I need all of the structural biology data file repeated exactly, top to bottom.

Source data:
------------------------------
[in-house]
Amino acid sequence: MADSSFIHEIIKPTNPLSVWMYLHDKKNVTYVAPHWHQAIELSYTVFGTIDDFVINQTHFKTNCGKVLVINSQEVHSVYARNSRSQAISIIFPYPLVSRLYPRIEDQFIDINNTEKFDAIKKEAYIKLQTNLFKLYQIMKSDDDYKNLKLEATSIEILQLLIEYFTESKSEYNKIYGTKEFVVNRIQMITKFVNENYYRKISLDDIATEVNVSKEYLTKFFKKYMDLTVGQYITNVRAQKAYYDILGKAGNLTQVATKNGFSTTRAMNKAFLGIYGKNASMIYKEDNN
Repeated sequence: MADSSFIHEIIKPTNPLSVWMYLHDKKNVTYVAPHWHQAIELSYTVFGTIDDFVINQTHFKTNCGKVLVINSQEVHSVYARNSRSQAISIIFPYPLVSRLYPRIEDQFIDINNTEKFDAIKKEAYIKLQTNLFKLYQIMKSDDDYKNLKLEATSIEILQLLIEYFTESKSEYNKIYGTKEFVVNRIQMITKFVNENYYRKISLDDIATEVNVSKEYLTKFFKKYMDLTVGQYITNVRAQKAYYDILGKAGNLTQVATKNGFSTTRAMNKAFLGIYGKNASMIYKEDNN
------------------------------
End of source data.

[in-house]
Amino acid sequence: MADSSFIHEIIKPTNPLSVWMYLHDKKNVTYVAPHWHQAIELSYTVFGTIDDFVINQTHFKTNCGKVLVINSQEVHSVYARNSRSQAISIIFPYPLVSRLYPRIEDQFIDINNTEKFDAIKKEAYIKLQTNLFKLYQIMKSDDDYKNLKLEATSIEILQLLIEYFTESKSEYNKIYGTKEFVVNRIQMITKFVNENYYRKISLDDIATEVNVSKEYLTKFFKKYMDLTVGQYITNVRAQKAYYDILGKAGNLTQVATKNGFSTTRAMNKAFLGIYGKNASMIYKEDNN
Repeated sequence: MADSSFIHEIIKPTNPLSVWMYLHDKKNVTYVAPHWHQAIELSYTVFGTIDDFVINQTHFKTNCGKVLVINSQEVHSVYARNSRSQAISIIFPYPLVSRLYPRIEDQFIDINNTEKFDAIKKEAYIKLQTNLFKLYQIMKSDDDYKNLKLEATSIEILQLLIEYFTESKSEYNKIYGTKEFVVNRIQMITKFVNENYYRKISLDDIATEVNVSKEYLTKFFKKYMDLTVGQYITNVRAQKAYYDILGKAGNLTQVATKNGFSTTRAMNKAFLGIYGKNASMIYKEDNN